Features a multi-function, twin LCD display with more than 29 advanced settings for monitoring workouts and tracking health metrics.
At 101 pounds, it's not something you'd want to move often. On the pricey side.
It looks good, it's incredibly robust, and it has all the features you really need. It folds easily so that you can keep it out of the way.
Some self-assembly is required, but this is minimal.
Allows you to enhance your workout with professional trainers via the iFit technology and 10-inch smart touchscreen. CoolAire fan keeps you comfortable while you work out. Solid construction.
This machine is quite expensive, so it will be out of reach for some consumers.
Unlimited resistance, large 25-inch diameter fan, and numerous computer programs make it a top choice for major workouts. Owners love it for cardio and cross fit training.
Pricey. At 110 pounds, it's also heavy and hard to move. The seat gets uncomfortable after prolonged use.
We purchase every product we review with our own funds — we never accept anything from product manufacturers.
We purchase every product we review with our own funds — we never accept anything from product manufacturers.
We know it can be hard to find time to hit the gym. But you don’t have to when there’s an exercise bike in your living room. These stationary bikes can help you achieve your fitness goals, all while you save money and hassle.
With all the bikes on the market, you should consider the bike type. There are the more traditional upright bikes, spinning bikes that mimic road bikes, and recumbent bikes that recline. Also keep in mind the bike’s weight limit, adjustability, ease of use, resistance and preset programs. Our reviews cover all of the above, along with price range.
We’ve put together a collection of the best exercise bikes on the market. If you aren’t ready to buy, we encourage you to take a look at our guide that goes over the most important factors you should consider.
Let's take a look at the most common types of exercise bikes and their main features.
Upright exercise bikes are the standard type of stationary bike that most users are familiar with.
Users sit in an upright position, not crouched forward like on a road bike.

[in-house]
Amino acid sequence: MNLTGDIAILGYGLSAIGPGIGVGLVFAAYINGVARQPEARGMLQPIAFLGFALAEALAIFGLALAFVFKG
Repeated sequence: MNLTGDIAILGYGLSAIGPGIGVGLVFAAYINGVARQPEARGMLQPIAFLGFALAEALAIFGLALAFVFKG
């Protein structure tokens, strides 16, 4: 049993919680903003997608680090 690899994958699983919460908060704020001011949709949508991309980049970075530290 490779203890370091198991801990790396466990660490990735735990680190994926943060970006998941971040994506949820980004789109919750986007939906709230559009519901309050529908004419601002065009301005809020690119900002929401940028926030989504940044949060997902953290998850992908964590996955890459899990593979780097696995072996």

Resistance is created using magnets or electromagnetic induction, so the feel of pedaling is slightly different from riding a regular bike.
Upright exercise bikes tend to be the most affordable type of exercise bike, with some basic models priced at under $100.
In terms of features, the Exerpeutic Folding Magnetic Upright Bike provides everything you need. The handlebar-mounted digital display is clear and concise, giving information on distance covered, calories burned, your speed, the time you've been pedaling, and your heart rate. There are eight tension settings (making it increasingly difficult to pedal) which are controlled by a large, tactile knob mounted just below the handlebars. Under that, there's a little pocket suitable for a TV remote control. This is especially handy given the near-silent belt drive, which makes the machine quiet enough for you to watch your favorite program while exercising.
Also known as "indoor-cycling bikes," spinning bikes give you the experience closest to riding a regular road bike.
The handlebars on spinning bikes are lower, meaning you have to crouch forward while using them. This also makes it easier to lift yourself out of the saddle for a more intense workout.
The weighted flywheel keeps turning with its own inertia when you stop pedalling, so it feels more like riding a regular bicycle.
Andrew is a lifelong athlete who routinely pushes himself to the limit in training and sports, with a focus on elite rowing. He was a national champion and four-year member of the Harvard crew team, and he represented the US at World Championships. He has trained alongside some of the world’s top Olympiads, and his love for rowing has sent him to the most elite racing events around the world. Through his experience and network of colleagues, he has gained great insight into the best rowing equipment.
The seats of recumbent exercise bikes are reclined and have backs, so they're much more comfortable, particularly for long workouts or for those who suffer from lower back pain.
Because your upper body is supported, your legs work harder on a recumbent bike.